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Does 'altitude training' increase exercise performance in elite athletes?


Lundby, Carsten; Millet, Gregoire P; Calbet, Jose A; Bärtsch, Peter; Subudhi, Andrew W (2012). Does 'altitude training' increase exercise performance in elite athletes? British Journal of Sports Medicine, 46(11):792-795.

Abstract

The general practice of altitude training is widely accepted as a means to enhance sport performance despite a lack of rigorous scientific studies. For example, the scientific gold-standard design of a double-blind, placebo-controlled, cross-over trial has never been conducted on altitude training. Given that few studies have utilised appropriate controls, there should be more scepticism concerning the effects of altitude training methodologies. In this brief review we aim to point out weaknesses in theories and methodologies of the various altitude training paradigms and to highlight the few well-designed studies to give athletes, coaches and sports medicine professionals the current scientific state of knowledge on common forms of altitude training. Another aim is to encourage investigators to design well-controlled studies that will enhance our understanding of the mechanisms and potential benefits of altitude training.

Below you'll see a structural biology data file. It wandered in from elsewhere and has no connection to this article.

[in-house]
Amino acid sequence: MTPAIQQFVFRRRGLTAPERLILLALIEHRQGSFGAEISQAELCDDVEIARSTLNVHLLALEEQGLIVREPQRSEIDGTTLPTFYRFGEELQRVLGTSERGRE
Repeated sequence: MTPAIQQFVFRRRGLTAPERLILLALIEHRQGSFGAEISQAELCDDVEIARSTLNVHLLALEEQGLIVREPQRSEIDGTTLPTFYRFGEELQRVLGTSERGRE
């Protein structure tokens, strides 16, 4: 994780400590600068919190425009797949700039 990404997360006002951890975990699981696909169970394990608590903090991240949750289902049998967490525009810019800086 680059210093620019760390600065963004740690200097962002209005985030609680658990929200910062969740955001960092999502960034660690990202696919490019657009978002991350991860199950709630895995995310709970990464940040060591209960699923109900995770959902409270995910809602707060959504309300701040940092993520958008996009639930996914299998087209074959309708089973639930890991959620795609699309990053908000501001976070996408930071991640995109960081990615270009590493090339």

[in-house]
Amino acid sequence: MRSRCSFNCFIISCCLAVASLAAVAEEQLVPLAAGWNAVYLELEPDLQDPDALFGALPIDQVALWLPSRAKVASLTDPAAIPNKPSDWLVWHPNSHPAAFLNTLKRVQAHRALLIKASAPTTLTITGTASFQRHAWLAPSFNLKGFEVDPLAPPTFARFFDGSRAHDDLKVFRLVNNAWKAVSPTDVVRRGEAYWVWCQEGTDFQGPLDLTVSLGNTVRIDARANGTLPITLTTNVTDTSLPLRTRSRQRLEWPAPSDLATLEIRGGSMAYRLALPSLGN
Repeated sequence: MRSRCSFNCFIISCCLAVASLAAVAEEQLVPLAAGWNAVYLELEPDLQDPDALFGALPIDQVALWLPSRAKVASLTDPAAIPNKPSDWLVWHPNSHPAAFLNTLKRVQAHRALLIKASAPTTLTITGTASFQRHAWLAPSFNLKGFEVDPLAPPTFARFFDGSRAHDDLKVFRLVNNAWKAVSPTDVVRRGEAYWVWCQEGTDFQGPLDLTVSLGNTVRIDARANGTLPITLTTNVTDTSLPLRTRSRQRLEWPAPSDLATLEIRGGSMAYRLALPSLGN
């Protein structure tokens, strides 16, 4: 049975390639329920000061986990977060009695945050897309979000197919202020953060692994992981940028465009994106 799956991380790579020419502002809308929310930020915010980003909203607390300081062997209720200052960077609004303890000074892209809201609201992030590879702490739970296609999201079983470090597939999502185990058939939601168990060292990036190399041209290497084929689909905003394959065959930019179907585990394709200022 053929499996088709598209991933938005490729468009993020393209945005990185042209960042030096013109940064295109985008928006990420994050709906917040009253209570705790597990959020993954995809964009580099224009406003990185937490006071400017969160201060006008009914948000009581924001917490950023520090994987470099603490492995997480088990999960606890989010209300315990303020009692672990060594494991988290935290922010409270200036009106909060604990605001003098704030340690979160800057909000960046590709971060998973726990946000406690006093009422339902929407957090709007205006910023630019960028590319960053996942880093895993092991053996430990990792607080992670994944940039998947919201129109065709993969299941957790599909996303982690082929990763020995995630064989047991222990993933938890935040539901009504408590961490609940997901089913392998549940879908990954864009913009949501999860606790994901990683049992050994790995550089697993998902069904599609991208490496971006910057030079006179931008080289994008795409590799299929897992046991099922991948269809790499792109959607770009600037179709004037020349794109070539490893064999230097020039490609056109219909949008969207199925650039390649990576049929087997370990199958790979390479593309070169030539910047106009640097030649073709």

Abstract

The general practice of altitude training is widely accepted as a means to enhance sport performance despite a lack of rigorous scientific studies. For example, the scientific gold-standard design of a double-blind, placebo-controlled, cross-over trial has never been conducted on altitude training. Given that few studies have utilised appropriate controls, there should be more scepticism concerning the effects of altitude training methodologies. In this brief review we aim to point out weaknesses in theories and methodologies of the various altitude training paradigms and to highlight the few well-designed studies to give athletes, coaches and sports medicine professionals the current scientific state of knowledge on common forms of altitude training. Another aim is to encourage investigators to design well-controlled studies that will enhance our understanding of the mechanisms and potential benefits of altitude training.

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Additional indexing

Item Type:Journal Article, refereed, further contribution
Communities & Collections:04 Faculty of Medicine > Center for Integrative Human Physiology
Dewey Decimal Classification:570 Life sciences; biology
610 Medicine & health
Language:English
Date:2012
Deposited On:14 Dec 2012 16:17
Last Modified:05 Apr 2016 16:05
Publisher:BMJ Publishing Group
ISSN:0306-3674
Publisher DOI:https://doi.org/10.1136/bjsports-2012-091231
PubMed ID:22797528

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